our faculty and students.
Because the academic capabilities of our youth are
not and never will be determined by the financial
status of their families, it is a sad thought that so
many brilliant high school students cannot plan for
college. We must help them receive the educational
benefits they deserve . . . We must not waste the
human resources available at our doorstep nor de-
prive the nation of this great potential of brain
Financial aid in the form of grants or work scho-
larships must be provided . . .
At ,American International College we will con-
tinue to stand for and practice freedom of inquiry
and the right to study, discuss and examine contro-
versial matters regardless of whether or not the ideas
or theories happen at the moment to be popular. We
must insist and emphasize that rigorous intellectual
training teaches men to think for themselves. We
can continue to live and practice democracy only as
long as men are free and we do not bow to false
outside pressures and propaganda, for in this way
only will our independent educational system survive.
Let us continue to seek the truth and open wide
the dark curtains. Our predecessors chose wisely
when they selected our motto inscribed on the seal
of our College:
POST TENEBRAS LUX.
RICHARD S. ULLERY, B.A.
ESTHER FRARY HANSEN Dean
Director of Admissions
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JOI-IN F. MITCHELL, M.A.
Co-ordinator of Mutual
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WILLIAM W. TURNER, HENRY A. BUTOVA
B.S. , B-A '
Direcor of Athletics
Director of Placement
CHARLES R. GADAIRE,
Director of Student Activities
B.S., American International
Collegeg Certificate in Library
Science, Simmons College
I T MEMORIAM
Mrs. Eulin K. Hobbie
HEAD LIBRARIAN 19.47-1953
With the deepest regret the students, faculty, andafriends of American International
College marked the death of Mrs. Eul in K. Hobbie on july 20, 1955. Mrs. Hobbie
extended to all whom she met a spirit of warm personality. The halls of the library
she helped conceive, plan, and build will echo always with her memory as students
seek knowledge through aids Mrs. Hobbie organized for their use. ,
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" MILTON BIRNBAUM
I' B.A. City College of New
York' M.A. New York
B.S., M.B.A., American In-
HAROLD E. BOWIE
B,A., M.A., University of
ROBERT W. COBB
B.S., Rutgers Universityg SC.
D., American International
B.S., M.S., Tufts Collegeg
Ph.D., University of Penn-
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B.S., University of Massa-
chusettsg M.S., Syracuse Un-
HARRY J. COURNIOTES
A B.S.,-Boston Universityg I.A.,
R Harvard Universityg M.B.A.,
Q44 Harvard Universityg C.P.A.
in Commonwealth of Massa-
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i JOHN B. DAVIS
B.S., Bates Collegeg Ea.M.
'jzfal' A Harvard Universityg Ph.D.,
John Hopkins University
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WILLIAM A. DUFFEY, JR. ,dl
B.A., M.A., Boston College
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A.B., Ed.M., Boston Univef-
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Lois W. ELDRIDGE '
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lege, Ed.M., Boston Univer-
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Institute of Religiong D.S.Sc.,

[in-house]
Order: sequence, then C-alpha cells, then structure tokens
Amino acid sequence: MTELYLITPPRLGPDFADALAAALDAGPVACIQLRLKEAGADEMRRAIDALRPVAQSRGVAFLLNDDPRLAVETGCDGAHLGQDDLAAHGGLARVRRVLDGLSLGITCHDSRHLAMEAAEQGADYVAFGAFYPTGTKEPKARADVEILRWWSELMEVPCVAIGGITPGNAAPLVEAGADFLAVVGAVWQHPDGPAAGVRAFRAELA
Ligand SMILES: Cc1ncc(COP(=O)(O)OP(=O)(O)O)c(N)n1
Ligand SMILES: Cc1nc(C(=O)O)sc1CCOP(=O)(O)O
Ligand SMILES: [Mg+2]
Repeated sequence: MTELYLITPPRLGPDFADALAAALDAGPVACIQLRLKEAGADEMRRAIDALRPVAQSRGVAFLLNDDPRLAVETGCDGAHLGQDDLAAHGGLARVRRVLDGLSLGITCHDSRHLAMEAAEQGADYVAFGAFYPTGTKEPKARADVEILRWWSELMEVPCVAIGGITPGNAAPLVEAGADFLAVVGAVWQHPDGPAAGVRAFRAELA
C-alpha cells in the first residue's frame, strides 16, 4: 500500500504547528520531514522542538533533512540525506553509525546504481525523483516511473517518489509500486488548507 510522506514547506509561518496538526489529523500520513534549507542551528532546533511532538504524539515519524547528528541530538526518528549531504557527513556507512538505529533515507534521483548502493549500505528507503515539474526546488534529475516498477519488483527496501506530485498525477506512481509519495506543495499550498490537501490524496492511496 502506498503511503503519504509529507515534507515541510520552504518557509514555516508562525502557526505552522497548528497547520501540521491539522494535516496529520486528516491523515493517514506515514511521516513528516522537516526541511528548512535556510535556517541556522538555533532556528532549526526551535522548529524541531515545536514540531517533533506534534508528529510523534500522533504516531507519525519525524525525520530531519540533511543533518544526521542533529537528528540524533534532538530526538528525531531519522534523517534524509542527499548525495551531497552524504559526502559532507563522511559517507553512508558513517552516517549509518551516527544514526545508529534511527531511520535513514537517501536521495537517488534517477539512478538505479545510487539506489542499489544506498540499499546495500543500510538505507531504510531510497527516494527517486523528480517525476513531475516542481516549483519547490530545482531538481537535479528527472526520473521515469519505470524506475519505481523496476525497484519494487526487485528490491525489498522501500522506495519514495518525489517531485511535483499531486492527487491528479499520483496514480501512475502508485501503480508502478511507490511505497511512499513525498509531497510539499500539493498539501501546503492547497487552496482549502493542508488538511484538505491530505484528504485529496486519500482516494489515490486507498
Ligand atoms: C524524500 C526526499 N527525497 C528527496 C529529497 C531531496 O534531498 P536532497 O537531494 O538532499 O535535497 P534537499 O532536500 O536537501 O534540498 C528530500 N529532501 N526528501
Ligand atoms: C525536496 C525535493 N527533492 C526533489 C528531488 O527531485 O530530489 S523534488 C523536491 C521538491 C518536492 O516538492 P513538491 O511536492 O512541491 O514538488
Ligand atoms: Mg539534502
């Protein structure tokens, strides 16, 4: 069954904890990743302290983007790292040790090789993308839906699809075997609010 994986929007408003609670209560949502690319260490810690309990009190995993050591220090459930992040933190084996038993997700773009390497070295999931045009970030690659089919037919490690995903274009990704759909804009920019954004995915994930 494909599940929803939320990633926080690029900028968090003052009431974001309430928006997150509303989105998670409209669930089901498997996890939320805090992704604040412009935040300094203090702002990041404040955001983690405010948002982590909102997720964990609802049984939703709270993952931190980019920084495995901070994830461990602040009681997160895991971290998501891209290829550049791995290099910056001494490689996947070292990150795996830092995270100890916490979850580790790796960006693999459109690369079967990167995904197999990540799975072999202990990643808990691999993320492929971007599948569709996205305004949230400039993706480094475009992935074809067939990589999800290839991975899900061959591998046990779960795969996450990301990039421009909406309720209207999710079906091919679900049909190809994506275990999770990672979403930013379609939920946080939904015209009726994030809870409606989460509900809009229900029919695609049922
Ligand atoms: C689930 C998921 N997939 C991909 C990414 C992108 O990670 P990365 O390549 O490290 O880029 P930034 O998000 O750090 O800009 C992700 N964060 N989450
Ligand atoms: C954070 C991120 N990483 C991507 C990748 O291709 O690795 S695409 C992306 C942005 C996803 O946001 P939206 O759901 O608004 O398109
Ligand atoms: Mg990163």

New School of Social Re-
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CHARLES R. GADAIRE
B.A., Clark Universityg Ph
D., University of Toronto
JOHN P. GAFFNEY
B.A., M.A., American Inter-
Director of Women's
Asst. Director of Student
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1 ROBERT L. HEMOND
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1 LEE E. Hou'
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" i sity of Pennsylvania
RICHARD B. MATHER
B.A., Yale Universityg M.A.,
JOSEPH D. KALICKA
li L HELEN J. MILLER
B.A., University of Michigan
l JOHN E. MITCHELL
U 4 History
L BS, M-A., Boston College
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MRS. HAZEL F. MORSE
B.A., M.A., Mount Holyoke
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Mount Holyoke College
JOSEPH J. O'GRADY
Assistant Director of
B.S., American International
FREDRICK A. PALMER
B.A., State College of Wash-
ingtong M.A., Ph.D., Univer-
sity of Illinois
LEO J. PARENTE
B.S. Boston College
Ed.M., Tufts College
FREDERICK S. PILLSBURY
B.A., Dartmouth Collegeg
LLB., Harvard University
MRS. MARGARET RAMOS
B.A., M.Ed., Bates College
GILMAN A. RANDALL
Mathematics, Fine Arts
S.B., Massachusetts Institute
of Technologyg Ed.M., Har-
A BA Middlebury College
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Head Basketball Coach
A.B., Harvard Universityg
M.A., American Internation-
ROBERT T. SARTWELL
B.S., University of North
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Carolinag M.A., New York
MRS. DOROTHY T.
B.A., Lombard Collegeg M.A.,
Boston Universityg Ph.D.,
HOWARD D. SPOERL
B.S., Tufts Collegeg M.A.,
University of Maineg Ph.D.,
FREDERICK A. STEBBINS
B.A., Yale Universityg LL.B.,
J. CLYDE SUMISON
B.S., Brigham Young Uni-
versityg M..A., University of
PAUL E. TI-IISSELL
A.B., Tufts Collegeg A.M.,
Syracuse Universityg Ph.D.,
CHARLES A. WELLS
A.B. Mount Union College'
Ed.M. Ed.D. Harvard Uni-
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Univefsiw KENNETH WINETROUT
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B.A., American International
Collegeg M.A., University of
B.S., Acting Librarian
B.S., American International
Collegeg Certificate in Library
Science, Simmons College
SARA L. LAUDERDALE
B.S., University of Buffalog
B.S., Library Science, Univer-
sity of Buffalo
A.B., Brooklyn Collegeg
LL.B., Columbia Universityg
Ph.D., Columbia University A MRS. DORIS 3.
B.A., Barnard Collegeg M.A., V
W. MENZIES WHITELAW
B.A., University of Torontog
B.D., Union Theological Sem-
inaryg M.A., Ph.D., Columbia
A.B., Ohio University, M.A.,